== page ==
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Learning woodwork - neofone full (wide) range in a standmount cabinet

Discussion in 'd.i.y.' started by Brian, Sep 13, 2022.

  1. Brian

    Brian Eating fat, staying slim

    Another go at doing something with the Neofone full (wide) range driver.

    I bought the neofone’s ~14 years ago and knocked together a grubby floorstanding cabinet for them, and I mean grubby. All I had was a jigsaw and a few clamps. The result (sound) was impressive for such a small driver, mainly in areas I expected from a speaker without a crossover but the cosmetics terrible. Ultimately I took a hammer to the cabinets, the neofones went into a cupboard and have stayed there for years. I concentrated on optimising my KLS3’s, which remain one of the best speakers I’ve ever heard.

    For a long time, having followed the amazing efforts of members of pfm, I’ve wanted to learn how to better build stuff from wood. By ‘better’ I mean ‘cosmetically acceptable’ would be an improvement for me, so I thought lets build a standmount cabinet for the neofones but get some decent tools this time.

    So, the aim is to learn how to use woodworking tools I’ve never used before, make use of speaker units gathering dust and hope it turns out well enough to use upstairs, or at the caravan. I bought a plunge router and various bits, a Jasper circle jig, a biscuit jointer, a better saw plus various assorted small items.

    Before starting on the neofones I got some practice in by building some seating for the summerhouse and it went well enough to go into use, I also made a suitable height sowing table for the SO and she’s requested other things to help her with organisation of her own hobby.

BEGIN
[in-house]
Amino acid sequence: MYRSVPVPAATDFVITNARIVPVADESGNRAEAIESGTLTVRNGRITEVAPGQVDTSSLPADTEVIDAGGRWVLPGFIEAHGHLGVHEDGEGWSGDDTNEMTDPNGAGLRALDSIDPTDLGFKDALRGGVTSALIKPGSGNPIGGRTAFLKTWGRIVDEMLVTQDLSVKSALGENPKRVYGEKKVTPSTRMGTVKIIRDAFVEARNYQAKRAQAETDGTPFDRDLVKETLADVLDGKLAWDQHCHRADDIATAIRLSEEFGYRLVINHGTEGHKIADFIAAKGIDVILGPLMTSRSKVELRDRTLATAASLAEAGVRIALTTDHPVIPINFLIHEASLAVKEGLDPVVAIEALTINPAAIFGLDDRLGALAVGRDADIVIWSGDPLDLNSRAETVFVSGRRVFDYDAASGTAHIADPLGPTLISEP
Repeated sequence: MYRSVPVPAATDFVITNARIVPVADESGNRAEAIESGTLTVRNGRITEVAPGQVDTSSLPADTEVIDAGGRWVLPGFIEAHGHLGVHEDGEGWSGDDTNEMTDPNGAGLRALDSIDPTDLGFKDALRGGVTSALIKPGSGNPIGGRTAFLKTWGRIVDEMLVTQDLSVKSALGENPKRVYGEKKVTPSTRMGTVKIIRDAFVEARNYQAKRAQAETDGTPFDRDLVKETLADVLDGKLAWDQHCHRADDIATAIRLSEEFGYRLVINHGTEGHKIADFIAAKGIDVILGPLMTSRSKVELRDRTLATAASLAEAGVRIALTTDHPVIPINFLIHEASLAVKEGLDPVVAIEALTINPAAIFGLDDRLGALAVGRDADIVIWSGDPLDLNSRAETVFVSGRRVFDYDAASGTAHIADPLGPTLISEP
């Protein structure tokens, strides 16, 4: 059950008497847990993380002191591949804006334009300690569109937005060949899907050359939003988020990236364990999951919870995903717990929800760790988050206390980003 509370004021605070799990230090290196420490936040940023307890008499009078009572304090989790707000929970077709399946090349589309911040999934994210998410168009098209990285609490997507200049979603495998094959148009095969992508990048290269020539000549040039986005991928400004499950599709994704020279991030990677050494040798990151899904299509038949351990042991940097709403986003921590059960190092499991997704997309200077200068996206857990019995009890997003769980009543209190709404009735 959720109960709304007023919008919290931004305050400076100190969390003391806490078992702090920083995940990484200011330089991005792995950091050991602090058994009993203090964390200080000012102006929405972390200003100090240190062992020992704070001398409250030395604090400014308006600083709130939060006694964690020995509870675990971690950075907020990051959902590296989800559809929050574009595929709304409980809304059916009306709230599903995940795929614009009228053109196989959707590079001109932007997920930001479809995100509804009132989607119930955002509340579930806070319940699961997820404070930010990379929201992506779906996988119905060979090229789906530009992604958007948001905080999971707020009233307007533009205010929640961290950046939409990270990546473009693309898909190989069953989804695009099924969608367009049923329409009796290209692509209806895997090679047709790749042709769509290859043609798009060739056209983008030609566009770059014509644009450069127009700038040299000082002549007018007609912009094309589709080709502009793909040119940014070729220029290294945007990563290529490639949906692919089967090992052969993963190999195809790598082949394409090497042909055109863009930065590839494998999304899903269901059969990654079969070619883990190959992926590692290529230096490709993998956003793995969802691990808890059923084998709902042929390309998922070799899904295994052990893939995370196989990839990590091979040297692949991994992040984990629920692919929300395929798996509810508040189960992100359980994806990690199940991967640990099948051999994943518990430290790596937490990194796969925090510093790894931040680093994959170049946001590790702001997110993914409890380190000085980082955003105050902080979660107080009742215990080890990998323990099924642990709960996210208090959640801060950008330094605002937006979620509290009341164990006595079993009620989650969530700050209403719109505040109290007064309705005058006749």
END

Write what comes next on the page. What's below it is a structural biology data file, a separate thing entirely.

So far, so good, and now the neofones...

    I’m listening to them right now and I’m happy with the sound. The cabinets are far from perfect but are much better than last time. I used plywood and there is some break-out but I’m happy with fit of the speakers and the circle cutout, the flush rebating of the neofone to the baffle, joining it all using the biscuit jointer and fitting the terminal block and round port.

    I don’t know where I’m heading with this. Maybe a diy speaker to beat the KLS3...

    All good fun regardless. There is just something satisfying about creating something out of wood that works.

    Here are some pictures.

    [​IMG]

    [​IMG]

    [​IMG]

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    [​IMG]
     
  2. Cesare

    Cesare pfm Member

    Yeah - looking good!

    I had a go at a similar project during lockdown for Tannoy HPDs, and also went the plywood route, initially with cheap hardwood ply, with the expectation that i'd get around to making some better cabinets once i'd settled on the dimensions with more expensive birch ply. As it is, i've had so many other projects and birch ply is so expensive that i've still got them in my initial 'give it a go' cabinets.

    Rather than butt joint the corners, I cut them at 45 degrees and glued them with some internal bracing. I've then cut the corners off to reveal the ply, based on the sort of style on Shahinians, and this ended up being easier than I expected, and hid some not great joints.

    [​IMG]
     
  3. Brian

    Brian Eating fat, staying slim

    They look good, an altogether larger scale by the look it, the neofone is a 5”.

    I’m thinking of rounding the edges even now, all part of experimenting with the router bits.
     
  4. Cesare

    Cesare pfm Member

    Yeah, that might work. I presume you've got the joints on the top edge, so rounding the front edges will reveal the layers of ply? You might find there are a number of voids which isn't great, but if you do, you can stick wood filler in and a go with sand paper and a seal and they'll look fine.